And then, addressing them both, suppose He were to add: "I shall look in upon you every day to see how you are getting along, and shall reward you according to your diligence and devotion."

Now, would not that brother and sister be likely to feel highly honoured by the task imposed upon them by their Lord? and would they not, at once, set themselves to its discharge with all the earnestness they could command? And though they might not consider their Work to be as important as much of the Work going on around them in the Celestial Country, I am sure that they would regard it as being quite as important that they should build that house and rear that child to the best of their ability, as it was for the Archangels to exert all their power in doing the Work they had to do for the Master right up before His Throne.

Now, God has no less appointed you your Work in this world than He has in the next; and I contend that you ought to be just as anxious to do that Work to please Him here as you will be to do the Work appointed you there. You pray, day by day, "Thy will be done on earth, as it is in Heaven," and it is a blessed desire. Why not strive with all your might to fulfill it? God will help you.



The Quantity of our Work


Having dealt with the question of the quality of our Work, let me now proceed to consider the question of the quantity. Is the amount of Work a man does a matter of choice with him? Or if he can manage to get along without any Work at all, is he at liberty to do so P

To this question I reply that, in my judgment, a man ought not only to earnestly strive to do good Work, but to definitely seek to do as much of it as he possibly can. A notion very generally prevails that, instead of doing all the Work of which you are capable, you should do as little as possible, and certainly no more than you are paid for. This, I admit, will be the wisest course to take, if you have Work to do which is injurious to your fellow-creatures. In that case, as I have said before, 1 say again -- that, whether you get paid for it or not, you had better not do it at all. But, if you can do anything that will be of any service to the people round about you, I recommend that you get at it, by all means, and do as much of it as possible, irrespective of the benefits you may reap from it, or indeed, whether you reap any benefit or not.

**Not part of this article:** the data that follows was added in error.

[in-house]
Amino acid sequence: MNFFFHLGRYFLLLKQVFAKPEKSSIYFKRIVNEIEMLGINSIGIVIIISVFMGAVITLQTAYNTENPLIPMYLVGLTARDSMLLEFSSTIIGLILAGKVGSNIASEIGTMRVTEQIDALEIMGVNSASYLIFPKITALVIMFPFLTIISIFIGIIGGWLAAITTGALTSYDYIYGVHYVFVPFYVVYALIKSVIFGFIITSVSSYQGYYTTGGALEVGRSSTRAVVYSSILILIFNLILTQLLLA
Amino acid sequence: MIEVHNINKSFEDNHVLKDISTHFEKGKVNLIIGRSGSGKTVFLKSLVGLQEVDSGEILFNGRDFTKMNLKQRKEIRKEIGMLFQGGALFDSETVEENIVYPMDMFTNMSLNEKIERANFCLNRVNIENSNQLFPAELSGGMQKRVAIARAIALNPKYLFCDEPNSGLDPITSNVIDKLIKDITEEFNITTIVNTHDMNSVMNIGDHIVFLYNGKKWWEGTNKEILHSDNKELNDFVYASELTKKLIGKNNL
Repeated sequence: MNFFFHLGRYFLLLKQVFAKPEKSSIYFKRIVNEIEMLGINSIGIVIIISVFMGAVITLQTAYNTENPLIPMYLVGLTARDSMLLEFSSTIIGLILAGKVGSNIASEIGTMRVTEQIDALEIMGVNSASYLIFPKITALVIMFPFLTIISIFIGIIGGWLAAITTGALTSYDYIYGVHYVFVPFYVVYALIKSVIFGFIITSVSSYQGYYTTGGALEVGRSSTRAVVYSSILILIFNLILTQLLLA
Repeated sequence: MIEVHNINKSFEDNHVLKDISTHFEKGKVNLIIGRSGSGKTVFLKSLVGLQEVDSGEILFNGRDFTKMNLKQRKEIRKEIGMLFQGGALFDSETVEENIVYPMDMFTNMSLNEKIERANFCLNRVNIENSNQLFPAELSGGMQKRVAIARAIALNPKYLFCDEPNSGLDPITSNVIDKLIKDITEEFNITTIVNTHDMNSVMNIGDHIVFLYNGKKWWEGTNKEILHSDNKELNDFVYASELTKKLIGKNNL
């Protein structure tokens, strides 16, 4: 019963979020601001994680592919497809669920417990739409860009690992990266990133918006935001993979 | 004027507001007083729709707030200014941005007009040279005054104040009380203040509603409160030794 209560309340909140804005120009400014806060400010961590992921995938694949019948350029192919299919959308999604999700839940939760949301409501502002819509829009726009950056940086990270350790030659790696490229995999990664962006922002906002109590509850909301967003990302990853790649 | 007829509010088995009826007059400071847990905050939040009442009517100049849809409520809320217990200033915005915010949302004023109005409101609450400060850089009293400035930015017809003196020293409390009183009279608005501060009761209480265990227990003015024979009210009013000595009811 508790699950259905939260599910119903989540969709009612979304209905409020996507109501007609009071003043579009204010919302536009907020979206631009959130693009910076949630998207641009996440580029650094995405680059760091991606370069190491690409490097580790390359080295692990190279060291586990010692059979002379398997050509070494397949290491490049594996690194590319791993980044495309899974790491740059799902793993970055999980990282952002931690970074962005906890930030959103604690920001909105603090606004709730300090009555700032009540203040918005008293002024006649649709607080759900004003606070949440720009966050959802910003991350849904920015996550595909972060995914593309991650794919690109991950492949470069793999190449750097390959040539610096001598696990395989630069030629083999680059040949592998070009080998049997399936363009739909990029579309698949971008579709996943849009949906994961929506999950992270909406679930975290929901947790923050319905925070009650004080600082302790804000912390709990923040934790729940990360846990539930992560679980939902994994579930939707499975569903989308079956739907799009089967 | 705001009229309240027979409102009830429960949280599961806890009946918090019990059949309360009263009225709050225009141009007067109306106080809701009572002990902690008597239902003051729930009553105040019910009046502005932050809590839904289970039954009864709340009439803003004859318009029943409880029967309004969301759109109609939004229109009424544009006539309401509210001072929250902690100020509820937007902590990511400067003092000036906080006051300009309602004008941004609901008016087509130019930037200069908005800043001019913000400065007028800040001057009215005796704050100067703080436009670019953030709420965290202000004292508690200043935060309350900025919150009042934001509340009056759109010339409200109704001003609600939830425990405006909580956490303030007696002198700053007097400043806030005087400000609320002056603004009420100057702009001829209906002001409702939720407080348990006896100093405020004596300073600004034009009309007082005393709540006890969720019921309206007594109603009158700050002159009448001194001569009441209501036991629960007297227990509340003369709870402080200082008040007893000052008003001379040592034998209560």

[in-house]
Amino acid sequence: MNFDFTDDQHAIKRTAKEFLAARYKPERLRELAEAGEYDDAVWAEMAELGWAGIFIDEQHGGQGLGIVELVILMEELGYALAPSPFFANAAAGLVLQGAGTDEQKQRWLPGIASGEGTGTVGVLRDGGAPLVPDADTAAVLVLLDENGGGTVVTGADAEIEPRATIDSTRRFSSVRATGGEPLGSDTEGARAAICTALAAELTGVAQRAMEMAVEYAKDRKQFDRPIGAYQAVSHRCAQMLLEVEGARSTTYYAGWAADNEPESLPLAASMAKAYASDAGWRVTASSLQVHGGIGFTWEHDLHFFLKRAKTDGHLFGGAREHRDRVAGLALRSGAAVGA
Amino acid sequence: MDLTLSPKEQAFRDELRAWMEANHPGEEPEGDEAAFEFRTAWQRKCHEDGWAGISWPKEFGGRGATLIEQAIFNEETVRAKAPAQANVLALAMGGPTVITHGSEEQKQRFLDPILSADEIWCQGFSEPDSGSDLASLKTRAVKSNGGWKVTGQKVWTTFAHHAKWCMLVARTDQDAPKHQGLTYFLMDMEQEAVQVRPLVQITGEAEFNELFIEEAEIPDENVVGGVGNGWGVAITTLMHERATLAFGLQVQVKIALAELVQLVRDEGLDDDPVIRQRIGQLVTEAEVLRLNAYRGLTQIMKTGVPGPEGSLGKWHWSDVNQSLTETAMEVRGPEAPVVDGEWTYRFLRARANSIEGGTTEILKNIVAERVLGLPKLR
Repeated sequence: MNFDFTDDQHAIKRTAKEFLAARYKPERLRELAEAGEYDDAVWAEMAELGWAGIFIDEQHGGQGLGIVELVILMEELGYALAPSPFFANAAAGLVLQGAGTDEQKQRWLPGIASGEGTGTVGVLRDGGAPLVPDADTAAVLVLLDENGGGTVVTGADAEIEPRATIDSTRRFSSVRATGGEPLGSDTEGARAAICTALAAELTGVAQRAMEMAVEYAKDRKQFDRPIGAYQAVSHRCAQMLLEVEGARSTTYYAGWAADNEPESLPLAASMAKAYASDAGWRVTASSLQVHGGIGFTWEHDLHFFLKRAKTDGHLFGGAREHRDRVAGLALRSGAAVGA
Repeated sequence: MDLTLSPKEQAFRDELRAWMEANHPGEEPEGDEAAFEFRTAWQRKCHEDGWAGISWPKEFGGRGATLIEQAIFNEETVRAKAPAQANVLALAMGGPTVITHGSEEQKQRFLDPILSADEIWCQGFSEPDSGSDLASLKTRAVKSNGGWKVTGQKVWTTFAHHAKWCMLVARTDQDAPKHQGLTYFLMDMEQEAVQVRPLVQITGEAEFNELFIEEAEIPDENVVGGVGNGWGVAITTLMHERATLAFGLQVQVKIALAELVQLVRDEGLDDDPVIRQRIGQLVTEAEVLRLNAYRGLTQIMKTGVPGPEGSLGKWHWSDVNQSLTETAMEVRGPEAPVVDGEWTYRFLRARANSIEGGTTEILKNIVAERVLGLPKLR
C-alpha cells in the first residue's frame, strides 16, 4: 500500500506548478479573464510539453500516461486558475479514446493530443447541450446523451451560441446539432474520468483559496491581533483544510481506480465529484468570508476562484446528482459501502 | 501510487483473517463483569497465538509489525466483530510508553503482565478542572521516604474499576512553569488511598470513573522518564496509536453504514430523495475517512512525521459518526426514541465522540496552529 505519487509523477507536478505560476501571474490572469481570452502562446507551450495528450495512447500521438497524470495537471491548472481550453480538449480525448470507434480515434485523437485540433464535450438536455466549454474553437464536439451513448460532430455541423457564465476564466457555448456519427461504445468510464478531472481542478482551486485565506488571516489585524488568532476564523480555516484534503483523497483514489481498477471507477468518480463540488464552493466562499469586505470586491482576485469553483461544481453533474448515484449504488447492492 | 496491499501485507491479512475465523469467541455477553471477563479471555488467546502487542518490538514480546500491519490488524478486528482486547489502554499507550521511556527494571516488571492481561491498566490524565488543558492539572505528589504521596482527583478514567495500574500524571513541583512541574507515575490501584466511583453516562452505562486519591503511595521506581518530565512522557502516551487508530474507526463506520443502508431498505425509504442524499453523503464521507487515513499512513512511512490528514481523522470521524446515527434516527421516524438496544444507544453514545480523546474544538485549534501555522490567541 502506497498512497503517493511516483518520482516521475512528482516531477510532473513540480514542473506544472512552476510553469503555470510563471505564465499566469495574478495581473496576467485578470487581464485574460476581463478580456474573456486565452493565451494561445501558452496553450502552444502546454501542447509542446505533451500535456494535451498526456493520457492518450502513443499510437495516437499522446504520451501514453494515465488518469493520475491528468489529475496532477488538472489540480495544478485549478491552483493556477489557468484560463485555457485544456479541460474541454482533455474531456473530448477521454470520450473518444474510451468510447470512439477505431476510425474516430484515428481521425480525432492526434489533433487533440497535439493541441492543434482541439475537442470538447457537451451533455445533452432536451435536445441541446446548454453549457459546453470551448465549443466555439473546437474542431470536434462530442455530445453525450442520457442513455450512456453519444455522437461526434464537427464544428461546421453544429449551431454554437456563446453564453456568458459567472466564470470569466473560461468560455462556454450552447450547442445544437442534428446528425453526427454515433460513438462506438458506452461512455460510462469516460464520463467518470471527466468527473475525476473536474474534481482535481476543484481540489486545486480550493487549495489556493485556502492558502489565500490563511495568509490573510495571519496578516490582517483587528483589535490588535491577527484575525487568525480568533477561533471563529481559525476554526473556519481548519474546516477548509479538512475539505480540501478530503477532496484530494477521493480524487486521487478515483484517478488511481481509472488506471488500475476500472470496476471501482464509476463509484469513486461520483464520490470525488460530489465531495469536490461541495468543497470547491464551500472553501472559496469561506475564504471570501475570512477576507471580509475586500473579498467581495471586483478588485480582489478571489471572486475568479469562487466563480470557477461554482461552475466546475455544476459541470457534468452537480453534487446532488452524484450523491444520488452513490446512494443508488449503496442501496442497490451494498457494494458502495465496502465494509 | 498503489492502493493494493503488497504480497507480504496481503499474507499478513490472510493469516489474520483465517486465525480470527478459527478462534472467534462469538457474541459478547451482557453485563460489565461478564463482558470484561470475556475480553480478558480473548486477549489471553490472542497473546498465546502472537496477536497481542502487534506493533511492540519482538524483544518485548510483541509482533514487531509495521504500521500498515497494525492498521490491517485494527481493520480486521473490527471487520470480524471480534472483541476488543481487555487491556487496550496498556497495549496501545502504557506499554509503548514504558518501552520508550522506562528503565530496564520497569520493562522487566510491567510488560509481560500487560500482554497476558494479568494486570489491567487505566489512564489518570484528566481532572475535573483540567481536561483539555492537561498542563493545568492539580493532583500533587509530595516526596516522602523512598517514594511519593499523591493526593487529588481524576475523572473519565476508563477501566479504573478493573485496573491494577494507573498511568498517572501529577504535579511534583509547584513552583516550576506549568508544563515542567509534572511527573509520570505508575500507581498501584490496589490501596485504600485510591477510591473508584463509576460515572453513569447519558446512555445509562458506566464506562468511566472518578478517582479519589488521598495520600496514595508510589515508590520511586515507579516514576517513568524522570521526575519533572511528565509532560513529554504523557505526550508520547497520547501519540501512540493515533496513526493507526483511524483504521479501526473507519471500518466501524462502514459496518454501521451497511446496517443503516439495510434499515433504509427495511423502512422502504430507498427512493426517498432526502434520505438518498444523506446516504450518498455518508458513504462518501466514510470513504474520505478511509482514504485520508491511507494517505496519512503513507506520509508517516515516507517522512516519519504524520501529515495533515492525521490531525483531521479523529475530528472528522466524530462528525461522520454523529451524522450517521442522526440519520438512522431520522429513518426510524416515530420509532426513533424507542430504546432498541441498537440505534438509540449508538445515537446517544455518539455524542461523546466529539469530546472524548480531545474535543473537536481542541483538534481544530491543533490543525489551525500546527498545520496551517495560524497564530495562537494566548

For instance, take the crowd of able-bodied men that you can see every day hanging about the public-houses, or at the corners of the streets, for hours together, with their hands in their pockets, waiting for a gossip, or a drink, or a job, which the Devil, as is his custom with idle hands, will not be slow to furnish. Would it not be better for them to be helping their wives with the washing, or lending a hand at cleaning up the house, or digging in somebody's garden, or mending the roads, or doing anything else from the bare love of doing Work, that would be beneficial to their fellow-men? I think it would -- nay, I am sure of it.

At a Railway Junction where I had to wait the other day, for a train, I saw about twenty navvies sitting or standing alongside the line, some of them smoking, but otherwise doing nothing. It was a very cold, raw morning, with an East wind blowing up the gully in which the station stood, that seemed to pierce your very bones. For a time I could not understand why these men should be shivering alongside their work, without striking a stroke, while I could, see, with half an eye, that if they had been picking and shovelling, they would have been warm, and comfortable, while the Work would have gone forward, into the bargain. A little reflection, however, showed me that it was the breakfast hour, and that, having concluded their meal, they were simply waiting for the allotted time to elapse before they started afresh.